Type A Clostridium perfringens causes poultry necrotic enteritis (NE), an enteric disease of considerable economic importance, yet can also exist as a member of the normal intestinal microbiota. A recently discovered pore-forming toxin, NetB, is associated with pathogenesis in most, but not all, NE isolates. This finding suggested that NE-causing strains may possess other virulence gene(s) not present in commensal type A isolates. We used high-throughput sequencing (HTS) technologies to generate draft genome sequences of seven unrelated C. perfringens poultry NE isolates and one isolate from a healthy bird, and identified additional novel NE-associated genes by comparison with nine publicly available reference genomes. Thirty-one open reading frames (ORFs) were unique to all NE strains and formed the basis for three highly conserved NE-associated loci that we designated NELoc-1 (42 kb), NELoc-2 (11.2 kb) and NELoc-3 (5.6 kb). The largest locus, NELoc-1, consisted of netB and 36 additional genes, including those predicted to encode two leukocidins, an internalin-like protein and a ricin-domain protein. Pulsed-field gel electrophoresis (PFGE) and Southern blotting revealed that the NE strains each carried 2 to 5 large plasmids, and that NELoc-1 and -3 were localized on distinct plasmids of sizes ~85 and ~70 kb, respectively. Sequencing of the regions flanking these loci revealed similarity to previously characterized conjugative plasmids of C. perfringens. These results provide significant insight into the pathogenetic basis of poultry NE and are the first to demonstrate that netB resides in a large, plasmid-encoded locus. Our findings strongly suggest that poultry NE is caused by several novel virulence factors, whose genes are clustered on discrete pathogenicity loci, some of which are plasmid-borne.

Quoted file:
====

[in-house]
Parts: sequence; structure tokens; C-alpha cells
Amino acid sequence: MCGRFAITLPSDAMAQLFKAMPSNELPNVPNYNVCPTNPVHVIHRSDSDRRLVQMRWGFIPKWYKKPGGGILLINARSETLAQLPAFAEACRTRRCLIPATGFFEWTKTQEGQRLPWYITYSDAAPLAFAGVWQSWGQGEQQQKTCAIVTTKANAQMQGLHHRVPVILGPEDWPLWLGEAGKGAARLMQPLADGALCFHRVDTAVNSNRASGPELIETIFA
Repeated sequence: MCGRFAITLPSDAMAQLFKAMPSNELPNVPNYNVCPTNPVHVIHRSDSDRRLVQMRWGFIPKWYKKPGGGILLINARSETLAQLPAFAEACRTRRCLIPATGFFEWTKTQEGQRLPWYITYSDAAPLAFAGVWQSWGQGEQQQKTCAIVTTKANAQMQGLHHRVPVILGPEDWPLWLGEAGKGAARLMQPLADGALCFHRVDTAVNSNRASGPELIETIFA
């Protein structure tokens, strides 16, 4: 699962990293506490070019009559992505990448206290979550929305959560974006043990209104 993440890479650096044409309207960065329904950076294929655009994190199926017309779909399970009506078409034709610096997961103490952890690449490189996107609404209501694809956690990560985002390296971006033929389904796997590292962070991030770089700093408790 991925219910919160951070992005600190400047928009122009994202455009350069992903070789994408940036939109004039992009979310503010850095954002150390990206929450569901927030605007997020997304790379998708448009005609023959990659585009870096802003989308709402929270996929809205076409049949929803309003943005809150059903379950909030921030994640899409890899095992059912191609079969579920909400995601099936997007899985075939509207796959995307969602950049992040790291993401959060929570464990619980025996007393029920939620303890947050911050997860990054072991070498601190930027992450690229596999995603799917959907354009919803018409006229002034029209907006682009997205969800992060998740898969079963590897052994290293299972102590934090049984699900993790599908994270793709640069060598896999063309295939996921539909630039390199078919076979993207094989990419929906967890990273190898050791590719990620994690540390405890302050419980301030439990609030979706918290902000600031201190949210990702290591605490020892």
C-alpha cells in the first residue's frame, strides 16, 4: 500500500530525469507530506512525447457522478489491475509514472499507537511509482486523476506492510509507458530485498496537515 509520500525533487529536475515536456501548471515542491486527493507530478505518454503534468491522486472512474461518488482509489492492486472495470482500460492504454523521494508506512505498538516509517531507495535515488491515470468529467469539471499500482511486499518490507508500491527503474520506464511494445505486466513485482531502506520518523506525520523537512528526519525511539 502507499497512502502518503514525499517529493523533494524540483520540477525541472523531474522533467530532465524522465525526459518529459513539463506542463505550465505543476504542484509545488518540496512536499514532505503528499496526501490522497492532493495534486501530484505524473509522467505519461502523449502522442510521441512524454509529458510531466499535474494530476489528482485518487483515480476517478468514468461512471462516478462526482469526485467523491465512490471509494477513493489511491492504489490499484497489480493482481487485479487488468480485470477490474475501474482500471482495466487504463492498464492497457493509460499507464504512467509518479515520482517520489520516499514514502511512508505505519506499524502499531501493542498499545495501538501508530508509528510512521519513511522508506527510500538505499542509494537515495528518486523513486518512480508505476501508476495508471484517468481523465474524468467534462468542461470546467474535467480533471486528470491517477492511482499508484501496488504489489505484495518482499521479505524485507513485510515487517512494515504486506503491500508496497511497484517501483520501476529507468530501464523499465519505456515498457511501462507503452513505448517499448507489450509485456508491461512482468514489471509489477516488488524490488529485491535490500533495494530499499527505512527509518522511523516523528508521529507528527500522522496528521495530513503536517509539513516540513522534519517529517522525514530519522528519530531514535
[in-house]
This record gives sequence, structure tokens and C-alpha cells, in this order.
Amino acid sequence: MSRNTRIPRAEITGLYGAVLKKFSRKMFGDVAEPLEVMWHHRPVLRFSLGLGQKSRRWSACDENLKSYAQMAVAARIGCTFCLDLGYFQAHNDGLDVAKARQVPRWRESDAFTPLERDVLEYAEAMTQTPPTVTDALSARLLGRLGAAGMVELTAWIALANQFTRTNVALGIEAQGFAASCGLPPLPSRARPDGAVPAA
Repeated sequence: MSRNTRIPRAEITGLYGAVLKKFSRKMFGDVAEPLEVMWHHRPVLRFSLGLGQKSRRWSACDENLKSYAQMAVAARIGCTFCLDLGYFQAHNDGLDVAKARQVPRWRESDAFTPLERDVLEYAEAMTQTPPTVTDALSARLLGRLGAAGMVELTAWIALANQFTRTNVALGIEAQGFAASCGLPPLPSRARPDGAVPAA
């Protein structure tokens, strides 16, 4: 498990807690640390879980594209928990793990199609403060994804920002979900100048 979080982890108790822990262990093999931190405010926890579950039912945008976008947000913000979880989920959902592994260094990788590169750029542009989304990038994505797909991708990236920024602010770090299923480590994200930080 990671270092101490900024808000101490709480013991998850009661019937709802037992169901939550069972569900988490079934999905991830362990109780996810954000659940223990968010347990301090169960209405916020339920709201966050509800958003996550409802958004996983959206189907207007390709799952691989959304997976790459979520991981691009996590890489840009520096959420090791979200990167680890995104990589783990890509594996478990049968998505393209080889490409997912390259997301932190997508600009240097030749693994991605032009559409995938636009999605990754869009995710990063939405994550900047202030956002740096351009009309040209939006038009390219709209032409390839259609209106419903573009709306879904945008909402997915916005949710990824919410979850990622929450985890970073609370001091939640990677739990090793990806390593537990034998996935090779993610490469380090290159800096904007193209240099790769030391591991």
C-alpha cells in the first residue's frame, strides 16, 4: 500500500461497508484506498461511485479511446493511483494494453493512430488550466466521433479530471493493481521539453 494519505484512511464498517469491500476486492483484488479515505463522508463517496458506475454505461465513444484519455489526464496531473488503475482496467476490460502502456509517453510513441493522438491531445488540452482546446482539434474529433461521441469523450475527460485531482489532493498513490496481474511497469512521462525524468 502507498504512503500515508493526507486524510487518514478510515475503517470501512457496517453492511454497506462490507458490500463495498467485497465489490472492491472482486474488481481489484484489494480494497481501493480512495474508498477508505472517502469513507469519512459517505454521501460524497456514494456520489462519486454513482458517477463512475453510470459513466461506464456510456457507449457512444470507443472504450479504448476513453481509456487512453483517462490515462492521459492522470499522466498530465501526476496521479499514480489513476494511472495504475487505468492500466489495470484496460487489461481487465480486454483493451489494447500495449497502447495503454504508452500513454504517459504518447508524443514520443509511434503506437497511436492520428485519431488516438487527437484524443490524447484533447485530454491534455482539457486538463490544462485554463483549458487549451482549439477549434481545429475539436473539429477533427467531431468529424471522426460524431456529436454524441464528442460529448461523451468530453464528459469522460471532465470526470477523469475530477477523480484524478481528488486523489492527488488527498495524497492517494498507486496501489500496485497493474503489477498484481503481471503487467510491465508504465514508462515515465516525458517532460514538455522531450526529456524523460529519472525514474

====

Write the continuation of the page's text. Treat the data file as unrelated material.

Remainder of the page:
ASJC Scopus subject areas
- Biochemistry, Genetics and Molecular Biology(all)
- Agricultural and Biological Sciences(all)